TAMPA — Technically, Hillsborough County School Board members can’t sign off on athletic director Lanness Robinson’s proposed transfer policy until fall at the earliest.
But Tuesday morning, they seemed to reach an agreement in principle on the basic terms.
Robinson’s proposal, which calls for any county student-athlete who transfers after their initial high school enrollment to sit out a year, was mostly embraced by the board during its workshop Tuesday morning in a stuffy second-floor conference room at the district’s downtown headquarters.
Only board chairperson Candy Olson (previous engagement) was absent when the issue arose for discussion, which generally seemed in favor of prospective transfer student-athletes being required to appeal their case in front of a committee of impartial administrators before being cleared to participate.
“To gain their support the first time they actually were able to see it and hear about it means that we’re headed in the right direction, I think,” Robinson said.
The proposal, which Robinson said has been in various planning stages for years, arrives in the wake of two major developments: Armwood being stripped of its 2011 state football title for using five ineligible players, and the controversial passage of House Bill 1403.
The latter, signed by Gov. Rick Scott earlier this year, allows student-athletes to transfer in the middle of a school year and be eligible immediately if their sport hasn’t begun. The key stipulation: The transfer must be approved by the local school district.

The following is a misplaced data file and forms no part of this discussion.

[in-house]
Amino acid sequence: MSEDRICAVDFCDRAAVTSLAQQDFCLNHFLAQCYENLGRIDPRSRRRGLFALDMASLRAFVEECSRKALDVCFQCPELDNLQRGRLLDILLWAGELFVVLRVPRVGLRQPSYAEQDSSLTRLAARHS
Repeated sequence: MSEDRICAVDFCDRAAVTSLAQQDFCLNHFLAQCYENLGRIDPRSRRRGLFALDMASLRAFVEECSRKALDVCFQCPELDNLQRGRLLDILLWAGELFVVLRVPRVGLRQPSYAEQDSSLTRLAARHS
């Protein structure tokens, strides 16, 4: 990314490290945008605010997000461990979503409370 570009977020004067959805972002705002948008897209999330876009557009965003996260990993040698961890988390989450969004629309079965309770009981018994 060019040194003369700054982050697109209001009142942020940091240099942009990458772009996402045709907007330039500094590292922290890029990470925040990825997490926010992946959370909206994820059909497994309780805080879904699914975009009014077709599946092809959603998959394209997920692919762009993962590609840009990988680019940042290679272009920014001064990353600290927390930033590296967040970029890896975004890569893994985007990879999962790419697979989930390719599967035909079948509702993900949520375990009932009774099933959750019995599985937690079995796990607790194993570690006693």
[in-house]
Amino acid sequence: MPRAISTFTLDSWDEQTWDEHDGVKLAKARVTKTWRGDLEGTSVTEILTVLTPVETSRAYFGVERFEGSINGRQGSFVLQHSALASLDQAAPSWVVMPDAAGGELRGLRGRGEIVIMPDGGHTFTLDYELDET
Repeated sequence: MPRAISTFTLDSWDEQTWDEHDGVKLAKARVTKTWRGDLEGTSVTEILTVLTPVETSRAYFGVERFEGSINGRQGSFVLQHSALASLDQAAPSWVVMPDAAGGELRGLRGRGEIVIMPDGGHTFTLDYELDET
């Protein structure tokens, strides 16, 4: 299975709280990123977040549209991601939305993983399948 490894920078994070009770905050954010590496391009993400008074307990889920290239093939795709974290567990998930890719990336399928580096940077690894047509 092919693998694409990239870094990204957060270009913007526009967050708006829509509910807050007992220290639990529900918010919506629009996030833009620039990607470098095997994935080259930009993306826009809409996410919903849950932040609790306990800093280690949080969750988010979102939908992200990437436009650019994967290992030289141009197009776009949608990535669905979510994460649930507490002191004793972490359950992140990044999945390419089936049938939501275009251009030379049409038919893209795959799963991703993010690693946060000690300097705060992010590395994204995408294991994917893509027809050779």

“House Bill 1403 really was the driving force,” Robinson said.
Exceptions to the one-year sit-out rule would be considered by the committee, which likely would include one district-level administrator, two senior high principals, two senior high assistant principals and four school board-appointed community members. It would meet once a month or perhaps more frequently.
Exceptions include families who make a “full and complete move” to a new residence, students forced to move due to court order or death of a guardian, or those reassigned by the school district for non-sports or non-disciplinary reasons.
But until going before the committee, students trying to move to a high school at which they didn't initially enroll could not participate in athletics.
“The committee would make a decision that day, based on the information provided to them,” Robinson said. “At that point, the student would be allowed to participate or not be allowed to participate.”
Currently, student-athlete participation is determined by individual schools. At Armwood, a lengthy Florida High School Athletic Association probe revealed the families of five Hawks players gained enrollment at the school by presenting falsified residence data to school administrators.
“The whole idea of this is, we have checks on whether or not parents are giving us the truth,” superintendent MaryEllen Elia said. “All of those things are part of this appeal process with a committee of people, who at the end will determine whether or not that student is eligible to play.”
Board member Susan Valdes described Robinson’s proposal as “awesome.” Fellow member Doretha Edgecomb suggested forming a diverse focus group of student-athletes to communicate the new policy to their peers.
“I think we need to hear student voices,” she said.
Another workshop is planned, with the proposal tentatively set to be placed on the agenda for the July 31 school board meeting. A 28-day advertisement period follows so the public can familiarize itself. Any feedback received from the public will be discussed at the Sept. 11 board meeting.
If no changes are suggested and the board passes the proposal, it could be implemented by the second semester of the 2012-13 school year.
“It sounds very drastic, but pretty much the transfer issue is a percentage of people,” Robinson said. “You make rules for people who are going to violate them, so that’s kind of what we’re doing.”
Joey Knight can be reached at email@example.com